You can ask your questions to Armenia's First Minister of Foreign Affairs Raffi Hovannisian.
Կարող եք Ձեր հարցերն ուղղել Հայաստանի առաջին արտգործնախարար Րաֆֆի Հովհաննիսյանին:
The Civilitas Foundation
cordially invites you
to the next discussion in the series: "One Hundred Questions,
One Hundred Answers
This month's guest is Pargev Ohanyan
Discussion is moderated by Aram Abrahamyan
Editor-in-Chief of Aravot Daily
The event will take place at the
Golden Tulip Hotel Yerevan, Rossini Hall,
on Wednesday, March 7 at 2 p.m.
To confirm your participation,
please call 010 500-119.
Number of places is limited.
Simultaneous translation will be provided.
You can post your questions
ahead of time.
You can ask your questions to Former Judge Pargev Ohanyan.
Կարող եք Ձեր հարցերն ուղղել նախկին դատավոր Պարգև Օհանյանին:
You can ask your questions to the Former Armenian Minister of Foreign Affairs Alexander Arzumanyan.
Կարող եք Ձեր հարցերն ուղղել Հայաստանի նախկին արտգործնախարար Ալեքսանդր Արզումանյանին:
You can ask your questions to the former U.S. Ambassador to Armenia John Marshall Evans.
Կարող եք Ձեր հարցերն ուղղել Հայաստանում ԱՄՆ նախկին դեսպան, Ջոն Մարշալ Էվանսին:
Our last question was, "Which spheres require urgent reforms?" We suggested a few spheres to focus on: the political system, the economic system, the judicial system, education and mass media. Typically, we receive a similar distribution of answers on both the Armenian and English Civilitas sites.
Our previous survey asked whether the economic crisis is over, will be over soon, or will not be over in the near future.
Out of the participants who responded, 80 percent think the economic crisis will not be over in the near future. Almost 12 percent think it will be over soon, and about 8.5 percent think the crisis is over.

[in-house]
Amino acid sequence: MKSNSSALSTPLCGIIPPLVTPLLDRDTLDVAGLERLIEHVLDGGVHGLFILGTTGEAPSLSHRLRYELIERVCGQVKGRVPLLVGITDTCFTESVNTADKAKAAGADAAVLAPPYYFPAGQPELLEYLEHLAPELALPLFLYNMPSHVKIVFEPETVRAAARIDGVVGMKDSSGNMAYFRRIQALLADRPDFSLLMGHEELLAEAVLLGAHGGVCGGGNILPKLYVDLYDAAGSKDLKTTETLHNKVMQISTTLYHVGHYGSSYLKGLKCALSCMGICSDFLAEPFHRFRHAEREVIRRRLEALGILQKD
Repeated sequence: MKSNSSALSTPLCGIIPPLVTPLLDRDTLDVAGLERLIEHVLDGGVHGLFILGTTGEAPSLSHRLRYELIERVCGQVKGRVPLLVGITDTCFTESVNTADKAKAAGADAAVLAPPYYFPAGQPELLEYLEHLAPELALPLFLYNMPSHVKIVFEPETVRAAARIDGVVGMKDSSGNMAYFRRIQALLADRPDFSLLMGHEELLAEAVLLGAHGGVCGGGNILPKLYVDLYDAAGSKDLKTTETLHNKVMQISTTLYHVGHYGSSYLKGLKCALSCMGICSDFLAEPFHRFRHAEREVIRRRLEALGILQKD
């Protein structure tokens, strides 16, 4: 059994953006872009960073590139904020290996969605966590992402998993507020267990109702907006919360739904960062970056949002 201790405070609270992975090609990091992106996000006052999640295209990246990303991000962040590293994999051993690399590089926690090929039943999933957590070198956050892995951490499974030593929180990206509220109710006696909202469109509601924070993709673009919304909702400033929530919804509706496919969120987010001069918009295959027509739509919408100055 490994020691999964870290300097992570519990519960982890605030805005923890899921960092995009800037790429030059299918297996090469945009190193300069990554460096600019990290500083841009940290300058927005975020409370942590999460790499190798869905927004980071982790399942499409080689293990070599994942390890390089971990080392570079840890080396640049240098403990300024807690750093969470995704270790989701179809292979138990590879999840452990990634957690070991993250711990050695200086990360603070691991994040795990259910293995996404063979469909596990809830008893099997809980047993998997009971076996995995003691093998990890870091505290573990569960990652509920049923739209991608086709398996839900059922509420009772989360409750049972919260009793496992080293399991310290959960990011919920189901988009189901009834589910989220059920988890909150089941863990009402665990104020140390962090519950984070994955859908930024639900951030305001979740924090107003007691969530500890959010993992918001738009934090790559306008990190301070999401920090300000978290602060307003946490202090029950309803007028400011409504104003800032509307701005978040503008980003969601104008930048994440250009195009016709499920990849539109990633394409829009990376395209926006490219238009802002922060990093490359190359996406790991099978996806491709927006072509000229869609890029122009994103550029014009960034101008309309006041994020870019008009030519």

According to official statistics, there was a 7.2 percent increase in GDP between the months of January-April when compared to the same period last year.
Our previous question was: Would a severe punishment for slander and libel improve media quality? Fifty percent think it will not change the situation, while 43 percent believe that it will.
Our previous question was: "Do you believe that free elections (one where even an incumbent can be defeated) can change a country?"
Opinions were mostly divided. Of those who answered the question, 53% thought that such elections could bring positive change to the country; 43% thought they could not. Around 4% did not have an answer.
Our previous question was: "Do you see the future of your children in Armenia?"
84 of those who participated in the poll said "No", 67 said "Yes". We also had a similar discussion on our Facebook Generation Center page. Some of the participants said "Yes," some said "No," but it seems like most agree that the Armenia we have now, no matter how patriotic we are, no matter how much we love our country, which we have no doubt you do, still raises serious concerns when it comes to deciding weather this is the place we believe can be the best place for our children.
In our previous poll, we asked which would be of greater benefit to Armenia's economy , opening of Armenia -Turkey border or Improving the domestic economic and political environment . Before proceeding to discussion of the poll results, a little bit about the poll itself. One of the respondents asked whether the choices contradict each another, or if it is not possible to implement both simultaneously.